By: M.L. STEIN
A REPORTER FOR a California weekly was arrested and handcuffed following a wild City Hall melee in which he accused officials of denying him documents in violation of the state’s open records act.
Steven Sabel, 26, of the Perris Progress in Riverside County, was charged with suspicion of battery and disturbing the peace, but was released on his own recognizance.
During the episode, furniture was pushed around and a typewriter table fell on the foot of Perris’ personnel director Johnny McLeod-Hoover.
In separate interviews, Sabel and McLeod-Hoover agreed that Sabel yelled loudly when he demanded the papers, but they differed sharply on how the typewriter stand was knocked over.
Since last July, according to Sable, the Progress, which is owned by his father-in-law, has requested the city’s water and sewer records from 1911 ? the year the city was incorporated ? for an investigative story on the safety of the systems.
“They stonewalled us every time we asked,” Sabel said.
When he went to City Hall last month to renew his demand, Sabel continued, city clerk Melissa Morales was leaving for lunch, but indicated that her assistant, Yavonne Sims-Ward, would produce the papers for him.
After waiting several minutes with no sign that Sims-Ward was getting the documents, Sabel said, “I began yelling at the top of my voice, ‘I want the documents. I want service. I won’t leave until I get my documents.’ Then I began pounding a desk with the flat of my hand. I’m also an actor and have been trained on how to use my voice.”
The commotion drew the attention of McLeod-Hoover, who said she came from her nearby office and tried to calm Sabel, who was “very loud and most intimidating.”
From that point, her memory of the episode differed from Sabel’s.
“She was trying to shoo me out,” Sabel said. “I tried to explain my problem to her, but she kept getting in my face, saying, ‘No, you have to leave.’ “
Sabel, who is six feet four inches, said he began moving furniture between him and McLeod-Hoover as she pursued him around the reception area.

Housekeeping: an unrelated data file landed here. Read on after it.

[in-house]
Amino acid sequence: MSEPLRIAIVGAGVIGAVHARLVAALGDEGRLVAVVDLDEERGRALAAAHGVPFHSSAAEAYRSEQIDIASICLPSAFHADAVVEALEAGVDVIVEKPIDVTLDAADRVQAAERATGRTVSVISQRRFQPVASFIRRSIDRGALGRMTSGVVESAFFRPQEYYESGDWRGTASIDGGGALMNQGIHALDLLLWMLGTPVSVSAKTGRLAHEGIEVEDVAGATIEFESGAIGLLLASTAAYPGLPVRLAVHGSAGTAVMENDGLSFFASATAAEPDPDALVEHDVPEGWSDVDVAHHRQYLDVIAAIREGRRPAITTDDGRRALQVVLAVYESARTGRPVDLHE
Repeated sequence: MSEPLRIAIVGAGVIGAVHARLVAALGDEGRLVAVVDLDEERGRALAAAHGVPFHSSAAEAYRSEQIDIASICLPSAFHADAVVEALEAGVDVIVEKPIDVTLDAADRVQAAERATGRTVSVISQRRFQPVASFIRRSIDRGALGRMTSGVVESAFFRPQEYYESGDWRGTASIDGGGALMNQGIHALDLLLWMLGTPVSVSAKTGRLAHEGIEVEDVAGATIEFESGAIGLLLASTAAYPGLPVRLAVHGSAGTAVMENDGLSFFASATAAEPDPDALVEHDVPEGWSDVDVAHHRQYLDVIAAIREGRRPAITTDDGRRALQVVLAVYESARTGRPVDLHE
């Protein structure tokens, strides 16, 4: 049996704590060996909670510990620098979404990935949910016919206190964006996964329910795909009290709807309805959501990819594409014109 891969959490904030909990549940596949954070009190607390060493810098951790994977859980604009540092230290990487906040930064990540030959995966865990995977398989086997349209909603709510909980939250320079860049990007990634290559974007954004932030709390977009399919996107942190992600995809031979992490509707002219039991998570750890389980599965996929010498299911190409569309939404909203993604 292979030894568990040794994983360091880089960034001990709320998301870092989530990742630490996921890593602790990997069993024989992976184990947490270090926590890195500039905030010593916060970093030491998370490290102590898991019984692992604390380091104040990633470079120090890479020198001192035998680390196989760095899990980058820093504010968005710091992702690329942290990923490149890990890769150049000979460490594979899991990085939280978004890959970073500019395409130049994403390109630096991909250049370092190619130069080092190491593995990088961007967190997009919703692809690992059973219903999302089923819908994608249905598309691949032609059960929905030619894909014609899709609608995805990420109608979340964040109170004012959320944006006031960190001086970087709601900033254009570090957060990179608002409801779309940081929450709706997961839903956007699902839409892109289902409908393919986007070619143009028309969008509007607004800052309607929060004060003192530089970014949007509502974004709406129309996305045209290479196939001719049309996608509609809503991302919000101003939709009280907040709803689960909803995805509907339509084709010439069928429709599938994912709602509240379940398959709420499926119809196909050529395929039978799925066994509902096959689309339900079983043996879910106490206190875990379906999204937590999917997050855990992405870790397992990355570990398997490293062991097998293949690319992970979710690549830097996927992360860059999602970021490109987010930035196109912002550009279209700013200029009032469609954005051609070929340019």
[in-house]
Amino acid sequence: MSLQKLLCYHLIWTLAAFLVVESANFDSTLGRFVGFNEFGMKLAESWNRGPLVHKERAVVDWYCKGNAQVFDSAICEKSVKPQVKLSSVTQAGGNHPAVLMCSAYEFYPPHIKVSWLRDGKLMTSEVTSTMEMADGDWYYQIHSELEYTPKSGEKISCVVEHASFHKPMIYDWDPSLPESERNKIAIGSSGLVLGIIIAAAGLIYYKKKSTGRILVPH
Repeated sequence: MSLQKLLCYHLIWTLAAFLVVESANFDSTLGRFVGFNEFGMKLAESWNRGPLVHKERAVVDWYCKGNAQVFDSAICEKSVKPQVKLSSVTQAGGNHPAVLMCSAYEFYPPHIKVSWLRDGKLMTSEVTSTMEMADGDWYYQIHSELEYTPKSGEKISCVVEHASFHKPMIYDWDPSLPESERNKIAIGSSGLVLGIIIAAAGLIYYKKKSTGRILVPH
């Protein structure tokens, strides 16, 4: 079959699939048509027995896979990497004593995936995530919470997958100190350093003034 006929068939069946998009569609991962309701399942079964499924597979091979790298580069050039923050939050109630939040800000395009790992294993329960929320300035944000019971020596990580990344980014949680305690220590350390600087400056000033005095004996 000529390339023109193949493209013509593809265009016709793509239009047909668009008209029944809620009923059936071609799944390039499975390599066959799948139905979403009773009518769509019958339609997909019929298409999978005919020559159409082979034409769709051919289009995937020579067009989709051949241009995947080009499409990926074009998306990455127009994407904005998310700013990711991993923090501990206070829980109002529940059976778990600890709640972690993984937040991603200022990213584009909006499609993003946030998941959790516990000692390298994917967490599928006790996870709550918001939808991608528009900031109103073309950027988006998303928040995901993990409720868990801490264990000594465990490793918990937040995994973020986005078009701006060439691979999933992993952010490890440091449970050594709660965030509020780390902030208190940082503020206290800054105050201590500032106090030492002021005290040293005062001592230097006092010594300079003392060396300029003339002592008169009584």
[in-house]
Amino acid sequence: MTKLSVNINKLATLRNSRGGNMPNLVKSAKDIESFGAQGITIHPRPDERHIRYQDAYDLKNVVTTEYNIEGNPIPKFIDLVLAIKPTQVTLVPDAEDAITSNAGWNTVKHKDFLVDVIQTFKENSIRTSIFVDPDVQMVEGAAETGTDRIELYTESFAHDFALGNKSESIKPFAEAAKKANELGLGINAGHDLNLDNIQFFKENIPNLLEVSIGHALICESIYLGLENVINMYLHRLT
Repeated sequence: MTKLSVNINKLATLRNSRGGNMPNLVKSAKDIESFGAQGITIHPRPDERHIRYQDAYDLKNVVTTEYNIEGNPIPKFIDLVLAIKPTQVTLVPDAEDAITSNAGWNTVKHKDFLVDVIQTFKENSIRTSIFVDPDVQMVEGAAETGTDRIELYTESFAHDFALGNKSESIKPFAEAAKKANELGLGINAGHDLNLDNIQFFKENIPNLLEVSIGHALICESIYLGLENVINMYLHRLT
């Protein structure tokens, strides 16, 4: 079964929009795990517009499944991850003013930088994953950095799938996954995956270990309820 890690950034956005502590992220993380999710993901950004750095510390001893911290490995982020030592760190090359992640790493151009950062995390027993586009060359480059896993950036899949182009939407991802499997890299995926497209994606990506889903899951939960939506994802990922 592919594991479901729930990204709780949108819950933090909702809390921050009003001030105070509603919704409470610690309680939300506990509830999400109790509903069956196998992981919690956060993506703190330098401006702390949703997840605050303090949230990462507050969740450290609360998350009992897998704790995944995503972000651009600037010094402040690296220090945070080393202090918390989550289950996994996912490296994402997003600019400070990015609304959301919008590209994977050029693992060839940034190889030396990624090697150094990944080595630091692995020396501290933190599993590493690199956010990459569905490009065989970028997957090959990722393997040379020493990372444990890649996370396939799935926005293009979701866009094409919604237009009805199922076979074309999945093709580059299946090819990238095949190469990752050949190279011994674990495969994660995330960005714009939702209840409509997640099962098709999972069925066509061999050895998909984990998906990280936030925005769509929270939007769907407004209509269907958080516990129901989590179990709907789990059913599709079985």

McLeod-Hoover, who is five foot two inches, accused Sabel of taking plaques off a shelf and tossing them on the floor.
“He also was screaming that he pays our salaries and that he had a right to carry on like that,” she added. “I told him that his behavior was not going to get him what he wanted.”
When the typewriter landed on the personnel director’s foot, she said, she made a citizen’s arrest of Sabel.
“He was going for the typewriter and I thought he was going to throw it at me,” McLeod-Hoover said, claiming Sabel pushed over the typewriter table.
Sabel said McLeod-Hoover shoved the table aside as she chased him.
She said her doctor found no bones broken, but treated her for swelling.
“I never threatened anyone,” Sabel insisted. “While she was chasing me, I picked up the phone to dial 911, but she yanked it out of my hands.”
McLeod-Hoover agreed and said she told Sabel it was not a public telephone.
Someone else in the building apparently did dial 911, because Perris Police Chief Jeff Turley arrived and ordered Sabel to sit down, McLeod-Hoover said.
Sabel complained in the interview that after being taken into custody, he was placed in a room where two men, who appeared to be detectives, interrogated him at length to determine if he was on drugs.
“I’m a journalist, not a drug addict,” he said in the interview.
The Progress covered the incident in a straight story written by Sabel’s wife, Etha, editor of the paper and daughter of owner John Hoban.
Chief Turley was quoted in the account as saying that two women who work in City Hall were “terrified” to return to the building for fear of Sabel.
Hoban was reported as stating that Sabel was authorized by the Progress to inspect and retrieve the sewer and water documents.
The story also said that after Sabel’s arrest, city attorney Elise Traynum gave Hoban 10 pages of the documents.
This was not Steven Sabel’s first dispute with city officials.
He said he has sued the former mayor for slander and breach
of contract after she allegedly reneged on an agreement
for him and his wife to produce a play under municipal auspices.
Sabel, who said he and Etha are actors and theatrical producers, commented: “We’re trying to bring a little culture to Perris.”
?(“I began yelling at the top of my voice, ‘I want the documents. I want service. I won’t leave until I get my documents.’ Then I began pounding a desk with the flat of my hand. I’m also an actor and have been trained on how to use my voice.”) [ Caption ]
?(Steven Sabel, reporter, Perris (Calif.) Progress) [Caption & Photo]